Investing in quality early childhood education is key to tackling learning poverty and building human capital

WASHINGTON, May 17, 2022—COVID-19 has hit the learning of the youngest children the hardest, especially in low-income countries, heightening the need for concrete, evidence-based strategies to deliver early childhood education (ECE) from large-scale quality. Released today, the new volume of the World Bank Quality Early Learning: Developing Children’s Potential reviews the science of early learning and offers practical guidance on key elements and principles for delivering quality ECE.

The volume brings together a group of leading multidisciplinary experts in the field of early learning to distill evidence on cost-effective practices to support children’s early learning in low- and middle-income countries. The report points out that young children have an enormous capacity to learn in their early years – a capacity that must be deliberately nurtured and harnessed. High-quality ECE can help children develop the cognitive and social-emotional skills, executive function, and motivation that will help them succeed in school and beyond. Investments in ECE lay the foundation for building the human capital necessary for individual well-being and more equitable and prosperous societies.

“Many countries now have a unique window of opportunity to put in place the policies and system needed to provide quality and equitable ECE as access to ECE expands,” underline Jaime Saavedra, Global Director for Education, World Bank. “It is easier and more effective to get things right early – both in the early years of children’s lives and in the early stages of building an ECE system – than to fill in the gaps in the basic learning and correct delivery systems later.

Low access and poor quality ECE contribute to the global learning crisis. An estimated 53% of children in low- and middle-income countries are ‘learning poor’, meaning they are unable to read and understand short text by the age of 10. The COVID-19 pandemic has only exacerbated the learning crisis, along with learning poverty. should exceed 70%. As countries seek to build back better after the pandemic, even if they face severe resource constraints, investments in quality ECE should be an integral part of national plans for reviving and accelerating learning.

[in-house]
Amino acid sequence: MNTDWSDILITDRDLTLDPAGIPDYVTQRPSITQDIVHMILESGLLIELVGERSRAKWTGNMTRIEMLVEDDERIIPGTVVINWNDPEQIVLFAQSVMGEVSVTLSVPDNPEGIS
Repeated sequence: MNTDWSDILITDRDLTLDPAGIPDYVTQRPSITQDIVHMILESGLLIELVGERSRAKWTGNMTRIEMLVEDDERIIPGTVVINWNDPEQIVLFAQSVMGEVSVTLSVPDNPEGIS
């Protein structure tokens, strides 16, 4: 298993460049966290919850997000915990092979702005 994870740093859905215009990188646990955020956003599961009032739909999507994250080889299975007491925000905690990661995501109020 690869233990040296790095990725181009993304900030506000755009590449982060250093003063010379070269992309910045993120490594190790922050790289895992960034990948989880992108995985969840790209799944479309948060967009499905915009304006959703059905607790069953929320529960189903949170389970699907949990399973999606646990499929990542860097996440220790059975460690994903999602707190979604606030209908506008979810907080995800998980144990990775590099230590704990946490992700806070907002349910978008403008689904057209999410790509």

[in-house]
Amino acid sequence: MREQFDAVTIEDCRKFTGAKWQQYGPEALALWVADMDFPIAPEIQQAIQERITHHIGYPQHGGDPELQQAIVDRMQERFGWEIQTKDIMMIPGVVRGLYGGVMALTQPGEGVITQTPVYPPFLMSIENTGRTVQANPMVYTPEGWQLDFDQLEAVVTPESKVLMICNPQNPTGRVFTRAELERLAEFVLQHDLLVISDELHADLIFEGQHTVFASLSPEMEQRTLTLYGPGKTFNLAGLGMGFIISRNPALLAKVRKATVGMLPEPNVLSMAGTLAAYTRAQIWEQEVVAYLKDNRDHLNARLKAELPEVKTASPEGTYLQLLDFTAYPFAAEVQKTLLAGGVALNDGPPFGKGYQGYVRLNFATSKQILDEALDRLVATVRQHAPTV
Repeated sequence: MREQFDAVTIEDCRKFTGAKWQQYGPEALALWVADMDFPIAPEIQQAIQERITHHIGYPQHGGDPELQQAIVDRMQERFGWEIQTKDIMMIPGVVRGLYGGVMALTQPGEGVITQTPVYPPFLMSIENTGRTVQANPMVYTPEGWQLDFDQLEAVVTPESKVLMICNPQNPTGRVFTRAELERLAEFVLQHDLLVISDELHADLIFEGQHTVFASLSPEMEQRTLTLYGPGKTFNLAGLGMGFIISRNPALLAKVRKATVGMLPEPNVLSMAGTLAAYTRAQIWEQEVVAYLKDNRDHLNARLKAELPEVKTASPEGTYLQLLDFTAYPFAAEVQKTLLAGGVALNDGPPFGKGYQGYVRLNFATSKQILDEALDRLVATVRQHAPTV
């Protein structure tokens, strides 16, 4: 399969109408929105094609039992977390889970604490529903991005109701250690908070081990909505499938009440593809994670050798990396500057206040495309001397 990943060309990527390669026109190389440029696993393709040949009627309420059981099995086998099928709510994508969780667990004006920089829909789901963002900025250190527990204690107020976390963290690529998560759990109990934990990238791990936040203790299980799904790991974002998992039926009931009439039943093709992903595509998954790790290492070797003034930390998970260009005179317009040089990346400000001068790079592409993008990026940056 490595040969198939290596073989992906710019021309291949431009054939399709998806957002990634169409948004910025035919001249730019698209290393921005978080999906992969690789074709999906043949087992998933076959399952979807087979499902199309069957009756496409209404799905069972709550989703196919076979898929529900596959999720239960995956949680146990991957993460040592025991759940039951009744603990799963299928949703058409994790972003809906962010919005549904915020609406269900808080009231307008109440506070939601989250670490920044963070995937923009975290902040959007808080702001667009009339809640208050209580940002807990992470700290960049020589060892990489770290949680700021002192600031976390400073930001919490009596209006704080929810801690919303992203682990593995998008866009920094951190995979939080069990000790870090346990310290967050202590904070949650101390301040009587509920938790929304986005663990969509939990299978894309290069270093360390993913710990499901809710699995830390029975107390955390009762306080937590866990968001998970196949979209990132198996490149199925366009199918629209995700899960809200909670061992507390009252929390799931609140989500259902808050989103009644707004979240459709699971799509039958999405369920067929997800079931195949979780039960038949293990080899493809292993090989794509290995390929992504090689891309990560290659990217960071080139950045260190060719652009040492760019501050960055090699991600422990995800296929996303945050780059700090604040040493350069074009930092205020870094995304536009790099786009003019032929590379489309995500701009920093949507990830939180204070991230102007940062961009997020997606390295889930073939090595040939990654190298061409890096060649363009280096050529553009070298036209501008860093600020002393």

The report emphasizes three key points:

  1. Expansion of access to ECE must be balanced with efforts to ensure and improve quality. To ensure that investments in ECE lead to better learning, the scale of ECE expansion should not exceed the rate at which a minimum level of quality can be assured.
  2. Investments that lead to more learning for children must be prioritized. Key investments to improve quality in the classroom – including improving the capacity of the existing stock of the ECE workforce, adopting age-appropriate pedagogy and ensuring safe and nurturing learning spaces – don’t have to be very expensive or complex to be effective.
  3. Systems that deliver quality early learning at scale are built intentionally and incrementally over time through careful planning and multiple investments, including in the home environment and other factors that influence learning out of school, especially for the most disadvantaged children.

Saavedra concluded, “The task is urgent. If we hope to produce capable and confident learners ready to meet the challenges ahead, we must develop the capacities of every child by investing in quality early childhood education for all. Too many three, four and five year olds are already there. Expect.”

For more information, please visit:

Quality Early Learning: Developing Children’s Potential

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Helen D. Jessen